“It turned out that Bobby was very close with this bishop.  So we befriended the one man who could get through to Bobby’s soul and turned him into our Trojan horse.  We sort of ganged up on his bishop, the civil rights religious people, and got the bishop to speak to Bobby.”  Harry became emotional at the end of his tale. “When Bobby Kennedy lay dead, in a pool of his blood on a Los Angeles pavement, there was no greater friend to the civil rights movement.  There was no one we owed more of our progress to than that man.”  

“Be conflicted before God. Just don’t be indifferent.”

Trygve, this story was a great lesson for me because Dr. King was saying “Don’t respond to caricature – the left, the right, the progressives, the reactionary.  Don’t take people on rumor. Find the light in them.” I think that is where the practice of Christ’s shalom begins.  

I’ve been trying to hold on to that principle tightly. I wonder what Despondent or Hope would look like if we all tried, each student, each professor, each administrator, if we each tried to find the light in each other?  I think it would be stunning.

Trygve, my friend, don’t be afraid to pursue shalom. Let the integrity of your life preach.  I know you feel inadequate, overwhelmed, even conflicted. That you feel small. You don’t know what to say.  That’s OK. Be conflicted before God. Just don’t be indifferent. Keep praying and keep encouraging your students, whom you love, to think about how they can pursue their studies in such a way that it will prepare them now to be a healing hand on the deepest wounds of the world tomorrow.  Encourage them not to limit their vision for the world to just saving souls, but to practice shalom in the world so there are even souls to save.  Encourage their eyes to see what God sees, and feel what God feels, so that their lives will be a tangible working of God’s deepest and best desires in the world.  That is my prayer.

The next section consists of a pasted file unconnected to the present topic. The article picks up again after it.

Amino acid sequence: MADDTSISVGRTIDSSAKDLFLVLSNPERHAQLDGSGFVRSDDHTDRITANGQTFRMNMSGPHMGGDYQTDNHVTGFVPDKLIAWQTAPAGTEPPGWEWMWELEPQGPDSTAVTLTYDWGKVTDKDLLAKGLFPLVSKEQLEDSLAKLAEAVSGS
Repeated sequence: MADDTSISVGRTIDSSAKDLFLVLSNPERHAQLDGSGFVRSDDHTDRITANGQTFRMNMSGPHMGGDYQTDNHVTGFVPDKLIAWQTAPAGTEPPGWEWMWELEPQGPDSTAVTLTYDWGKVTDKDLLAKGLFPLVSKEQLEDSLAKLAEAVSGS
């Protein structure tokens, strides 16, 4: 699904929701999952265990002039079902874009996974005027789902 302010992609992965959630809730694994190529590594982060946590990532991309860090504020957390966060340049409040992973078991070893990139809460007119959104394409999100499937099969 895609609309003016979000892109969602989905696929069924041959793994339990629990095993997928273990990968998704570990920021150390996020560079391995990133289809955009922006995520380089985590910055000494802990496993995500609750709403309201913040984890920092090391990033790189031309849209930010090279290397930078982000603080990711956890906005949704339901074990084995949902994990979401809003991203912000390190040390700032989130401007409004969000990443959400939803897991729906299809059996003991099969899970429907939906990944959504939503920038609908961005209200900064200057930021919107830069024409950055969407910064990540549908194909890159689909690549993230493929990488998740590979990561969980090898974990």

And keep greeting them in the peace of God.  You’re always telling me, “Karis, words create realities.”  If we greet each other in the authority of Christ’s peace – with the resurrection message of shalom – who knows, maybe one day it will feel like reality.  Well, my friend, that’s all the news from Despondent U.: where all the women are smart, the men are gentlemen, and the professors are above average. Know that I am doing all right.  And tell Kristen I’m looking forward to trying her calzone recipe tonight!

Your friend in Grace and Peace,